Under both the old and the new versions of the law, you can treat the purchase as having taken place on December 31 of the prior year if you want to claim the credit against that year’s taxes. You are also permitted to file an amended return for the prior year, if you’ve already filed, rather than waiting to file your 2010 tax return in 2011. Congress has also provided that taxpayers won’t have to repay 2009 credits they took on their 2008 tax returns.
For more information, read this article on Amending for the First-Time Homebuyer Credit.
Most qualifying taxpayers will claim the credit ($8,000 for purchases through April 30, 2010) on their tax returns on Form 5405: “First-Time Homebuyer Credit and Repayment of the Credit.”
In addition to filing Form 5405 with their 2010 tax returns, eligible homebuyers will also need to submit documents supporting their eligibility to claim the credit.
Because of the documentation requirements, if you claim this credit you must file a paper return and cannot file electronically. You can still use software like TurboTax to prepare your return, but you will need to print your return and snail mail it to the IRS with copies of the required documentation. In fact, on its homebuyer credit Q&A page, the IRS “urges you to use tax-preparation software to fill out your return because the software helps to avoid needless mistakes as the return is prepared.”
Normally, it takes about four to eight weeks to get a refund claimed on a complete and accurate paper return where all required documents are attached. For homebuyers filing early, the IRS expects the first refunds based on the homebuyer credit will be issued toward the end of March.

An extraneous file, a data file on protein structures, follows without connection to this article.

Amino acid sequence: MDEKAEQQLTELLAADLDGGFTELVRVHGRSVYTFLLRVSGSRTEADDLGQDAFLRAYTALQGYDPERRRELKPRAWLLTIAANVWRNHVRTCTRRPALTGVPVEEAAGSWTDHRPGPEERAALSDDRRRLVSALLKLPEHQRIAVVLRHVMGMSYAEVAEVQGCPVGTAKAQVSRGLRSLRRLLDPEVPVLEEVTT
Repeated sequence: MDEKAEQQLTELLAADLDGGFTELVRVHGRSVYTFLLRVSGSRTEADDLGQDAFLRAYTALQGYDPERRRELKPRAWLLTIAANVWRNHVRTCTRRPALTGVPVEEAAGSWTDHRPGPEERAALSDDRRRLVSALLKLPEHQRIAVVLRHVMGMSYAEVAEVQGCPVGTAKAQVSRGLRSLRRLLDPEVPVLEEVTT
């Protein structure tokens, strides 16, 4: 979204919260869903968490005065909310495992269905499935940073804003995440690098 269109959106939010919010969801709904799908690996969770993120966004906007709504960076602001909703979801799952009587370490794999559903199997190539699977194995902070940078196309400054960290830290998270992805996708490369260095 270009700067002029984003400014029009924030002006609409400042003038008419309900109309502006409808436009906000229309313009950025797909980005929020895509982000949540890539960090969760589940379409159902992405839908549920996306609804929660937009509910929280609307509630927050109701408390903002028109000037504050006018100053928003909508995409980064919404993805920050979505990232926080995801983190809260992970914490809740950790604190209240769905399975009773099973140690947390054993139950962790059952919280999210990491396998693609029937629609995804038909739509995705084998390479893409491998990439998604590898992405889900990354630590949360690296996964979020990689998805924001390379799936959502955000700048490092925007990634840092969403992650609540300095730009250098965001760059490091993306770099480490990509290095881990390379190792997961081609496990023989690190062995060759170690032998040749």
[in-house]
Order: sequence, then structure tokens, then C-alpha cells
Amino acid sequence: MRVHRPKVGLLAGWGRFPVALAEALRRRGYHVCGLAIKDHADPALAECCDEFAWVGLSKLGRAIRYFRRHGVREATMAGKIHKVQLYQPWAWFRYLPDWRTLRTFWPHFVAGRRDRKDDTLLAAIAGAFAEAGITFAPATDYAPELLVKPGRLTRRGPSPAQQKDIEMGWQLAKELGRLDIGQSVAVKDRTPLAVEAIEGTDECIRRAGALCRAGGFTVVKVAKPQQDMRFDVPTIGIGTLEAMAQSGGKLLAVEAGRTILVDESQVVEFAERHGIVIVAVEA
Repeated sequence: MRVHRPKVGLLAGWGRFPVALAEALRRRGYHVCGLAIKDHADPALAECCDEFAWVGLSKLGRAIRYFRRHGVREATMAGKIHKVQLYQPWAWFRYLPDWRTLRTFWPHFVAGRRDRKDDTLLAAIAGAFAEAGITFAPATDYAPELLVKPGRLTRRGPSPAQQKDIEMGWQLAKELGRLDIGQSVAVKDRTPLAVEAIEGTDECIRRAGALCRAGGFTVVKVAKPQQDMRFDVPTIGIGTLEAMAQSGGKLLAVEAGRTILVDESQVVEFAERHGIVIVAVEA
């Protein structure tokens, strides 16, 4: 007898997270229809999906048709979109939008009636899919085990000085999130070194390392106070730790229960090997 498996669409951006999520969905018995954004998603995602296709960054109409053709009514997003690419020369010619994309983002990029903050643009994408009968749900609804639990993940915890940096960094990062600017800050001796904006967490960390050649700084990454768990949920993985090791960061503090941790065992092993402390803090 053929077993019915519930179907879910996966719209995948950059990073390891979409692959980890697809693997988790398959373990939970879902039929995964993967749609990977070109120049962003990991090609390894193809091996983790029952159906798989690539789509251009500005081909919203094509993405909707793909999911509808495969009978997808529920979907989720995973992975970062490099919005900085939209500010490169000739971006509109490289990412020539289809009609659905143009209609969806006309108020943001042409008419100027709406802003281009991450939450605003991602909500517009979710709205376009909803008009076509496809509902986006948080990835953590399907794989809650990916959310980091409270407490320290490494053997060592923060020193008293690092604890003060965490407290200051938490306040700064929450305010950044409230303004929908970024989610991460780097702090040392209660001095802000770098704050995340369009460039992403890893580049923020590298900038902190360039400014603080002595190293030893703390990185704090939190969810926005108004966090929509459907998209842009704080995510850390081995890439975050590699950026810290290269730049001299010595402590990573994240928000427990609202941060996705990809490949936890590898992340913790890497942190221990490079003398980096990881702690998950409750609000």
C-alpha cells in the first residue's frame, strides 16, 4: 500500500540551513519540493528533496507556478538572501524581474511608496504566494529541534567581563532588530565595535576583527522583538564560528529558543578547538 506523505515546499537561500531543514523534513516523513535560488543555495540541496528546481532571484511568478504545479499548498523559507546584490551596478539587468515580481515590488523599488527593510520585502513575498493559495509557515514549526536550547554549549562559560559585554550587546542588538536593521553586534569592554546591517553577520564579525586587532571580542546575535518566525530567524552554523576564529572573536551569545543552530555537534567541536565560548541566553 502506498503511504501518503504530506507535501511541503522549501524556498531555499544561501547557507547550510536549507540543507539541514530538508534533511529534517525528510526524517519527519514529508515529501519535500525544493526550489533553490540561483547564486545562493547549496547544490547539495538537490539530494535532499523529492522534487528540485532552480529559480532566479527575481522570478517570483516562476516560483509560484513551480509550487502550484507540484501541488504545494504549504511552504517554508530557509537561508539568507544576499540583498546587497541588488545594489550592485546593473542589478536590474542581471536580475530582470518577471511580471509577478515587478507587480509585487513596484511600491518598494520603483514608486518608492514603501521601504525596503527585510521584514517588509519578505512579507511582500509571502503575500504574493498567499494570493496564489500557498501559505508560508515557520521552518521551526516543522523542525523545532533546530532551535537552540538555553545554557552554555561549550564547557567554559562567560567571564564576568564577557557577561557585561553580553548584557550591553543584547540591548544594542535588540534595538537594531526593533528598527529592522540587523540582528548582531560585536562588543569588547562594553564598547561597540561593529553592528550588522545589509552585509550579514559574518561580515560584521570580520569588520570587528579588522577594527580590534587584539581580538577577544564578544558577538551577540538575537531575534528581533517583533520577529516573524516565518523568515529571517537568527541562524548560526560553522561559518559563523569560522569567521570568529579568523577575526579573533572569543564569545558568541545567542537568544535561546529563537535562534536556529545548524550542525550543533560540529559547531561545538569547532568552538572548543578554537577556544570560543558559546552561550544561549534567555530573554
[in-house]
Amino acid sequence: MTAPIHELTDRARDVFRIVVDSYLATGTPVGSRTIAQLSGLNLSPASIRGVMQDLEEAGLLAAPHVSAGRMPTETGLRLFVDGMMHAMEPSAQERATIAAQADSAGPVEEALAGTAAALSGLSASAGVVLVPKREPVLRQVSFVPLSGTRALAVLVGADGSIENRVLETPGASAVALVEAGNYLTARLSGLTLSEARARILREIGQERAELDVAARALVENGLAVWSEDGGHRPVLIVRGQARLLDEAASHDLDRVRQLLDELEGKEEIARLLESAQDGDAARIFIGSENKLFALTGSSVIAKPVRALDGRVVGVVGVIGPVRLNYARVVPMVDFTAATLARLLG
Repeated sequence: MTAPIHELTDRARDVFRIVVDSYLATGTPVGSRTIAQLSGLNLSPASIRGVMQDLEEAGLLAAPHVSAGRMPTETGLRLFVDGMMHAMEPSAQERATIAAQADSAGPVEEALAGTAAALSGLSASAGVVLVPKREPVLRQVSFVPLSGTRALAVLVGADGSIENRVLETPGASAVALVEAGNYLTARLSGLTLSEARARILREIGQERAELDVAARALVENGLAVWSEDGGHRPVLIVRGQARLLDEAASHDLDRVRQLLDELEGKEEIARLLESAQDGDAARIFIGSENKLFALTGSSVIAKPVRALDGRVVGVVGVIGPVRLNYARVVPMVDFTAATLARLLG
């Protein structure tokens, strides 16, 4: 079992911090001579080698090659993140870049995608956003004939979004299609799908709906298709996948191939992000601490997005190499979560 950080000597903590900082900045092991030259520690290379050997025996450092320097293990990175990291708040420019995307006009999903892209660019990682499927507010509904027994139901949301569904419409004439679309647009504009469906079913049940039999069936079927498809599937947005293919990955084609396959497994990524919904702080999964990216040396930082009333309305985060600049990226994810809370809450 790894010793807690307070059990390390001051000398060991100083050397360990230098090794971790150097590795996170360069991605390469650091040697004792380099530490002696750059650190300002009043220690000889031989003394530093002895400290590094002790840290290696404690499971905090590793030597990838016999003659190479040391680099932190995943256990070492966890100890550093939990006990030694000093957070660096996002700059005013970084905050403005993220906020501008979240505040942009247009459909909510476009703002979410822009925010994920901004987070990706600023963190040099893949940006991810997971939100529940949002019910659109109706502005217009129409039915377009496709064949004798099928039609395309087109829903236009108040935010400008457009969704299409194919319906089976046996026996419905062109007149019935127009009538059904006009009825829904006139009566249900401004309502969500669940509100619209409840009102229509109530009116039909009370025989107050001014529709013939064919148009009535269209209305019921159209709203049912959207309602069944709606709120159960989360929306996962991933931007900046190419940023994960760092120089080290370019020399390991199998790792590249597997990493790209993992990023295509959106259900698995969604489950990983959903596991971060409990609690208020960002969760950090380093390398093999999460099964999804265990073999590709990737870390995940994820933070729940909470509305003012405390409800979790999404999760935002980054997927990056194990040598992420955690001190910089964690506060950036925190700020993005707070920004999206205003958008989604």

If you owe more tax with your return than your credit amount, it will instantly reduce your tax bill dollar-for-dollar. If you owe less than your first-time homebuyer credit, you’ll receive the balance as a tax refund.
Most people who use the First-Time Homebuyer Credit will not receive it until after they buy their homes and claim the credit on their tax returns.
However, some buyers can get all or part of their credit up front to pay for closing costs and all or part of their down payments, thanks to federal and state housing programs:
- The federal department of Housing and Urban Development (HUD) announced in May 2009 that homebuyers using Federal Housing Administration (FHA) loans can apply the credit to their down payments and closing costs. Buyers must first make a 3.5% minimum down payment to qualify for the loan, but can immediately use the credit for additional down payment or other closing costs.
- In some states, state Housing Finance Agencies and certain non-profit organizations will allow qualified homebuyers to apply the credit to their down payments (without the 3.5 percent buyer's contribution), using financing provided by the agencies or the non-profits.
For more information, visit the HUD Web site.